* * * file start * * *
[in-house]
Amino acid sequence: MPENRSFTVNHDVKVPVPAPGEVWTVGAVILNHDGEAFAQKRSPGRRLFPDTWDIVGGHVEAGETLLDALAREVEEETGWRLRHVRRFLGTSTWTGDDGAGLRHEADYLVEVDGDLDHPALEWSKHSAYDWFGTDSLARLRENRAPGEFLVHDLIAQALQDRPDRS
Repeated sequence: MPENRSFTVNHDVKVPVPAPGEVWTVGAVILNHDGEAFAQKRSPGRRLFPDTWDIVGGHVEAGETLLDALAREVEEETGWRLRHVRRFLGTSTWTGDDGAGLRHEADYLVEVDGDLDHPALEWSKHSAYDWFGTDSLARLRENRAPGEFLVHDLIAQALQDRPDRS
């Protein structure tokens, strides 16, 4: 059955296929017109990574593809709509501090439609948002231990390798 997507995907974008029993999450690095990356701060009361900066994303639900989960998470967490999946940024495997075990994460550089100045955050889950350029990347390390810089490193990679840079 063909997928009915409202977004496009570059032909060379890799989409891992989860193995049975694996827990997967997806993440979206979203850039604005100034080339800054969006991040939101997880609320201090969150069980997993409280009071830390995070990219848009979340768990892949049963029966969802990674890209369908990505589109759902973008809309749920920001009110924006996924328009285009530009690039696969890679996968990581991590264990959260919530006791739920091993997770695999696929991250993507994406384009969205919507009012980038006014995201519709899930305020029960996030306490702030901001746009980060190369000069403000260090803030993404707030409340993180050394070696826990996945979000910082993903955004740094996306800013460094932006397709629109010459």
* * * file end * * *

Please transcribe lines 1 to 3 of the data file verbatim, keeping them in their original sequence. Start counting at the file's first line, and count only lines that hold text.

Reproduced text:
[in-house]
Amino acid sequence: MPENRSFTVNHDVKVPVPAPGEVWTVGAVILNHDGEAFAQKRSPGRRLFPDTWDIVGGHVEAGETLLDALAREVEEETGWRLRHVRRFLGTSTWTGDDGAGLRHEADYLVEVDGDLDHPALEWSKHSAYDWFGTDSLARLRENRAPGEFLVHDLIAQALQDRPDRS
Repeated sequence: MPENRSFTVNHDVKVPVPAPGEVWTVGAVILNHDGEAFAQKRSPGRRLFPDTWDIVGGHVEAGETLLDALAREVEEETGWRLRHVRRFLGTSTWTGDDGAGLRHEADYLVEVDGDLDHPALEWSKHSAYDWFGTDSLARLRENRAPGEFLVHDLIAQALQDRPDRS